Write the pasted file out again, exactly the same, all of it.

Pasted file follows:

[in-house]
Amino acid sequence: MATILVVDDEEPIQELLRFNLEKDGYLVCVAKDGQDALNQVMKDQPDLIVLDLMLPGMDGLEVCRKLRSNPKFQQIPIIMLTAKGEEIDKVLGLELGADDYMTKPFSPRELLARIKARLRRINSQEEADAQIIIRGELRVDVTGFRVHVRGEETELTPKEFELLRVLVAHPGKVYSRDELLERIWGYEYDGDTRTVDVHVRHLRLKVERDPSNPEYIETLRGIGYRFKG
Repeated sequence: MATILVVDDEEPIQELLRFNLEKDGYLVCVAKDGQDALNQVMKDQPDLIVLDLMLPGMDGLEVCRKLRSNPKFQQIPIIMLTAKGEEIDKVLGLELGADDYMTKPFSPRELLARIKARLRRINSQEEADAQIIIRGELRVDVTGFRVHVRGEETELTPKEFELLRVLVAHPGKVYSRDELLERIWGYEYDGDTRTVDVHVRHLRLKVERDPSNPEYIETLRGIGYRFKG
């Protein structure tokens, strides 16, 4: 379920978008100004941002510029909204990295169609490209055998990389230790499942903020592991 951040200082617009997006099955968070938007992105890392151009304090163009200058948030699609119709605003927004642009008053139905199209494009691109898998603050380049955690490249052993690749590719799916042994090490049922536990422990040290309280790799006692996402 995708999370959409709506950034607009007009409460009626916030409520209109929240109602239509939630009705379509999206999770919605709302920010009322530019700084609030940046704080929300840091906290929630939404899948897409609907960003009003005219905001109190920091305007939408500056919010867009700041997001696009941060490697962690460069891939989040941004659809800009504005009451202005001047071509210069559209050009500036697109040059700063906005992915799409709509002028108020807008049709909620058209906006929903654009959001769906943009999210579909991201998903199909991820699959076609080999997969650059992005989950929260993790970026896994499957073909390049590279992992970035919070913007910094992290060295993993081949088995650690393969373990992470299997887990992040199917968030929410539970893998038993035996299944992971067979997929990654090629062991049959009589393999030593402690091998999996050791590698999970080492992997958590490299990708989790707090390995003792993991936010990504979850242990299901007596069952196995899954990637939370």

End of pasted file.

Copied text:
[in-house]
Amino acid sequence: MATILVVDDEEPIQELLRFNLEKDGYLVCVAKDGQDALNQVMKDQPDLIVLDLMLPGMDGLEVCRKLRSNPKFQQIPIIMLTAKGEEIDKVLGLELGADDYMTKPFSPRELLARIKARLRRINSQEEADAQIIIRGELRVDVTGFRVHVRGEETELTPKEFELLRVLVAHPGKVYSRDELLERIWGYEYDGDTRTVDVHVRHLRLKVERDPSNPEYIETLRGIGYRFKG
Repeated sequence: MATILVVDDEEPIQELLRFNLEKDGYLVCVAKDGQDALNQVMKDQPDLIVLDLMLPGMDGLEVCRKLRSNPKFQQIPIIMLTAKGEEIDKVLGLELGADDYMTKPFSPRELLARIKARLRRINSQEEADAQIIIRGELRVDVTGFRVHVRGEETELTPKEFELLRVLVAHPGKVYSRDELLERIWGYEYDGDTRTVDVHVRHLRLKVERDPSNPEYIETLRGIGYRFKG
């Protein structure tokens, strides 16, 4: 379920978008100004941002510029909204990295169609490209055998990389230790499942903020592991 951040200082617009997006099955968070938007992105890392151009304090163009200058948030699609119709605003927004642009008053139905199209494009691109898998603050380049955690490249052993690749590719799916042994090490049922536990422990040290309280790799006692996402 995708999370959409709506950034607009007009409460009626916030409520209109929240109602239509939630009705379509999206999770919605709302920010009322530019700084609030940046704080929300840091906290929630939404899948897409609907960003009003005219905001109190920091305007939408500056919010867009700041997001696009941060490697962690460069891939989040941004659809800009504005009451202005001047071509210069559209050009500036697109040059700063906005992915799409709509002028108020807008049709909620058209906006929903654009959001769906943009999210579909991201998903199909991820699959076609080999997969650059992005989950929260993790970026896994499957073909390049590279992992970035919070913007910094992290060295993993081949088995650690393969373990992470299997887990992040199917968030929410539970893998038993035996299944992971067979997929990654090629062991049959009589393999030593402690091998999996050791590698999970080492992997958590490299990708989790707090390995003792993991936010990504979850242990299901007596069952196995899954990637939370």